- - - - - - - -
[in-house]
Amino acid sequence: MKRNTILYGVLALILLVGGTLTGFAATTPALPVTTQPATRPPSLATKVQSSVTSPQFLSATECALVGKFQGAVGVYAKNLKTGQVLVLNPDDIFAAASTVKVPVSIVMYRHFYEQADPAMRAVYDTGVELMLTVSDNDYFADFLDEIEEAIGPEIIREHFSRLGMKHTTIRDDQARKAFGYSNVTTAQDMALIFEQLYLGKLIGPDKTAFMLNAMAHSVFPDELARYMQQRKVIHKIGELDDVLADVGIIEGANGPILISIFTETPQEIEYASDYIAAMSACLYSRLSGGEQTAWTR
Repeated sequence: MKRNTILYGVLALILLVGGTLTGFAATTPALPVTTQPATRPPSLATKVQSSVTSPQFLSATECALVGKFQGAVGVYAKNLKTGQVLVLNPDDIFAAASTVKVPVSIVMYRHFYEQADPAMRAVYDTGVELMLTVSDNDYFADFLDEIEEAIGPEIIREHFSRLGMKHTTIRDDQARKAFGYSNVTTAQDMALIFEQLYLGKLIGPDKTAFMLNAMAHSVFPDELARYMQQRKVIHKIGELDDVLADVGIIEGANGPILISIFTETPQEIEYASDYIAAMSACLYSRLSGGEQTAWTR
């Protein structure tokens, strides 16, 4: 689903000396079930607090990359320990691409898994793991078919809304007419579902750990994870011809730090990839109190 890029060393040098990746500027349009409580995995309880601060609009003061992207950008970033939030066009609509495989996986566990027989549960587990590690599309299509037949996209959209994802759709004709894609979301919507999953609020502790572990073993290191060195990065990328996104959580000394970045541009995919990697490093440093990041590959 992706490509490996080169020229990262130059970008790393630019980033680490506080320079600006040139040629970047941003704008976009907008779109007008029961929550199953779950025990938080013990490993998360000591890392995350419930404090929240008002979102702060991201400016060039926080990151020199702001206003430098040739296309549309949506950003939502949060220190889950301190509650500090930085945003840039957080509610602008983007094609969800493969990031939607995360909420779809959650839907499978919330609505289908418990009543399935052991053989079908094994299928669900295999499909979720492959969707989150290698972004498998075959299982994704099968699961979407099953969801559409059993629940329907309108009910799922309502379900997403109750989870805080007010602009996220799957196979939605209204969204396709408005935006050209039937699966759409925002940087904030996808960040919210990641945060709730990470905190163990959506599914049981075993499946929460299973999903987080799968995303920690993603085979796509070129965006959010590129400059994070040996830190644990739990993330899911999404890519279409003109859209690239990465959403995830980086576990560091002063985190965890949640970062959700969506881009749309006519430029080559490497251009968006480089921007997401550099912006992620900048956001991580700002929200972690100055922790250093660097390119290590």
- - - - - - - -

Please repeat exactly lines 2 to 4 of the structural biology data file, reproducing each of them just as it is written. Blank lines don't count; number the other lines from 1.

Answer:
Amino acid sequence: MKRNTILYGVLALILLVGGTLTGFAATTPALPVTTQPATRPPSLATKVQSSVTSPQFLSATECALVGKFQGAVGVYAKNLKTGQVLVLNPDDIFAAASTVKVPVSIVMYRHFYEQADPAMRAVYDTGVELMLTVSDNDYFADFLDEIEEAIGPEIIREHFSRLGMKHTTIRDDQARKAFGYSNVTTAQDMALIFEQLYLGKLIGPDKTAFMLNAMAHSVFPDELARYMQQRKVIHKIGELDDVLADVGIIEGANGPILISIFTETPQEIEYASDYIAAMSACLYSRLSGGEQTAWTR
Repeated sequence: MKRNTILYGVLALILLVGGTLTGFAATTPALPVTTQPATRPPSLATKVQSSVTSPQFLSATECALVGKFQGAVGVYAKNLKTGQVLVLNPDDIFAAASTVKVPVSIVMYRHFYEQADPAMRAVYDTGVELMLTVSDNDYFADFLDEIEEAIGPEIIREHFSRLGMKHTTIRDDQARKAFGYSNVTTAQDMALIFEQLYLGKLIGPDKTAFMLNAMAHSVFPDELARYMQQRKVIHKIGELDDVLADVGIIEGANGPILISIFTETPQEIEYASDYIAAMSACLYSRLSGGEQTAWTR
């Protein structure tokens, strides 16, 4: 689903000396079930607090990359320990691409898994793991078919809304007419579902750990994870011809730090990839109190 890029060393040098990746500027349009409580995995309880601060609009003061992207950008970033939030066009609509495989996986566990027989549960587990590690599309299509037949996209959209994802759709004709894609979301919507999953609020502790572990073993290191060195990065990328996104959580000394970045541009995919990697490093440093990041590959 992706490509490996080169020229990262130059970008790393630019980033680490506080320079600006040139040629970047941003704008976009907008779109007008029961929550199953779950025990938080013990490993998360000591890392995350419930404090929240008002979102702060991201400016060039926080990151020199702001206003430098040739296309549309949506950003939502949060220190889950301190509650500090930085945003840039957080509610602008983007094609969800493969990031939607995360909420779809959650839907499978919330609505289908418990009543399935052991053989079908094994299928669900295999499909979720492959969707989150290698972004498998075959299982994704099968699961979407099953969801559409059993629940329907309108009910799922309502379900997403109750989870805080007010602009996220799957196979939605209204969204396709408005935006050209039937699966759409925002940087904030996808960040919210990641945060709730990470905190163990959506599914049981075993499946929460299973999903987080799968995303920690993603085979796509070129965006959010590129400059994070040996830190644990739990993330899911999404890519279409003109859209690239990465959403995830980086576990560091002063985190965890949640970062959700969506881009749309006519430029080559490497251009968006480089921007997401550099912006992620900048956001991580700002929200972690100055922790250093660097390119290590």